This morning, the wind was knocked out of me! Not literally, but it felt like it. I found an unread email sent to me a few weeks ago with a comment regarding my sermon on worry from Matthew 6:19-34. It read:
When my heart was hardened against God, it was believers at peace despite real troubles that began to crack the shell of my heart and make me say, “This is real, God is real.” And when my mother’s heart was hardened, it was believers proclaiming Christ but consumed with worry that made her say, “Their God is not real, they have no confidence in Him.” We are always witnessing, for better or worse.
The outcomes for others of how we handle worry can be hopeful or sobering!
For whatever reason, this fall, I’ve had several short seasons during which worry has crept into my heart. They have revealed chinks in my faith, places where I have felt alone, exposed, unprotected, and vulnerable to failure. Why would I feel this way? Looking at the circumstances of my life, things are good, solid, seemingly secure.
In these seasons, worry didn’t just walk in full force. Worry crept in one little “what if” thought at a time. These “what if” thoughts are less threatening and easier to entertain when they are welcomed one at a time. They present themselves in a much less threatening manner. However, when one is entertained for any length of time, the word gets out! Soon, I’m entertaining an entire squad of “what if” thoughts, and they can overtake my mind and my heart. It’s as if I have no confidence in my Father. It’s as if He isn’t real. The sad thing is, these thoughts take over without needing to fire a single shot. Game over! I’m a prisoner in the penitentiary of worry and fear. Thoughts of shame are like prison guards shouting at me, “I’m not enough!” “I’m a failure!” “I’ll never succeed!” “Don’t let anyone know!” Do these sound familiar? Are there any you might add?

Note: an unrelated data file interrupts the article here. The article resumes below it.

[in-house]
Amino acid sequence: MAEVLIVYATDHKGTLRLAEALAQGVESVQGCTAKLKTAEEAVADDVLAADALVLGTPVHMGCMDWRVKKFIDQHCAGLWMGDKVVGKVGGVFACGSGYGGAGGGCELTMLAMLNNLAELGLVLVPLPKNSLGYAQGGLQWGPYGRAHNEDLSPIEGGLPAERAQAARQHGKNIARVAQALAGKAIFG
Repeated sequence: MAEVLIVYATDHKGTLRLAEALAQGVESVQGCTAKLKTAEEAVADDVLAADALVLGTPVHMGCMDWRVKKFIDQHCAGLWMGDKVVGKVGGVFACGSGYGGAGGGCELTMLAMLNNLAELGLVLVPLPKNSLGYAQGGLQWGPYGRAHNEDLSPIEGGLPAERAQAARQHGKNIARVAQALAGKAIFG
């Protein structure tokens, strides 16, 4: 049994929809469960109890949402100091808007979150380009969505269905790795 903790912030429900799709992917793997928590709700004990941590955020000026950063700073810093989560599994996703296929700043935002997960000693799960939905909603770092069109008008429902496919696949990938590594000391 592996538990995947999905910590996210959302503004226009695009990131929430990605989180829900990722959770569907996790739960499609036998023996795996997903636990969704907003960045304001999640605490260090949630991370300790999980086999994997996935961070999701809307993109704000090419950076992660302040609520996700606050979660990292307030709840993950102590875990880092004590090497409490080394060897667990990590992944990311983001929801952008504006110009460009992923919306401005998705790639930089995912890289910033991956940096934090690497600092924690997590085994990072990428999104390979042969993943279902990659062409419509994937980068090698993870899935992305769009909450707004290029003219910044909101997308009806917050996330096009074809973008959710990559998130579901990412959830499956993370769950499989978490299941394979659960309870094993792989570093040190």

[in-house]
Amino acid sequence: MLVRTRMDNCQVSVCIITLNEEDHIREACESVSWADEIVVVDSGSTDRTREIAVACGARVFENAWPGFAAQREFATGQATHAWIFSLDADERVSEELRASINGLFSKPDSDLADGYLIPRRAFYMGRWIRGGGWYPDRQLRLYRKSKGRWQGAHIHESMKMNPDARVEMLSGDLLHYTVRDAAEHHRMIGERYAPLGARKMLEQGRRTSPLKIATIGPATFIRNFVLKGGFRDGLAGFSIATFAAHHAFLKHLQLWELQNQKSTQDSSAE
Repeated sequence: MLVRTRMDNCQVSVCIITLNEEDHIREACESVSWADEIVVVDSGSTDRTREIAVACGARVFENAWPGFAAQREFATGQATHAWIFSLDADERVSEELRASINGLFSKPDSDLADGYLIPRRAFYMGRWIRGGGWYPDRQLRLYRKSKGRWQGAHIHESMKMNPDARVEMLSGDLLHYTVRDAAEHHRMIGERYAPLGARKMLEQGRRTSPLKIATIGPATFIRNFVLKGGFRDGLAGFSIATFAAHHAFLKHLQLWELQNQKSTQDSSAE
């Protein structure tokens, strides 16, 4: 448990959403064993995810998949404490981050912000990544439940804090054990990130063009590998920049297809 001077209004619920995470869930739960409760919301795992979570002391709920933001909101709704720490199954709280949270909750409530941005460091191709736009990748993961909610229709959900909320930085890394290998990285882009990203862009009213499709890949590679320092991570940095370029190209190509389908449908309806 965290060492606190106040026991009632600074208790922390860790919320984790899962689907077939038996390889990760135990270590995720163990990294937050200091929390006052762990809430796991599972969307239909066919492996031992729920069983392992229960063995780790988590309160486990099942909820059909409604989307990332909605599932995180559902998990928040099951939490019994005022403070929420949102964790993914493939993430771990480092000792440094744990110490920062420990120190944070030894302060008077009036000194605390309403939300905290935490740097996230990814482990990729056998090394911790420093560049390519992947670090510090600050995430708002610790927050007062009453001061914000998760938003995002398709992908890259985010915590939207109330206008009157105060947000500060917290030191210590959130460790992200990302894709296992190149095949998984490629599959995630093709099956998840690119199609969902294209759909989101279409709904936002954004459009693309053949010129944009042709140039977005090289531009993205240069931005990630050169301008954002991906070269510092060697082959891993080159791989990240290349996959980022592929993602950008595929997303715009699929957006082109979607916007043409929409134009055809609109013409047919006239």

“What if” thoughts are dangerous! They’re like ticks. When there is only one or two, they’re a nuisance — bothersome, but simple to deal with. But when there are a lot of them, they will suck a lot of blood and transmit a lot of fear. They can take us down some very dark rabbit holes.
How do we deal with “what if” thoughts? For myself, I must deal with them one at a time as they enter my mind. I lean into the reality that I have a Father who cares deeply for my well-being. He reminds me that I am not an orphan responsible to conquer life on my own. But I don’t lean into my Father alone. I invite others to share this journey with me. People walking with Jesus give me courage! Exposing and praying through worry with others — and the shame that often accompanies it — is freeing. While worry and fear will always be a part of the rhythm of our lives through various seasons of our lives, we must battle together.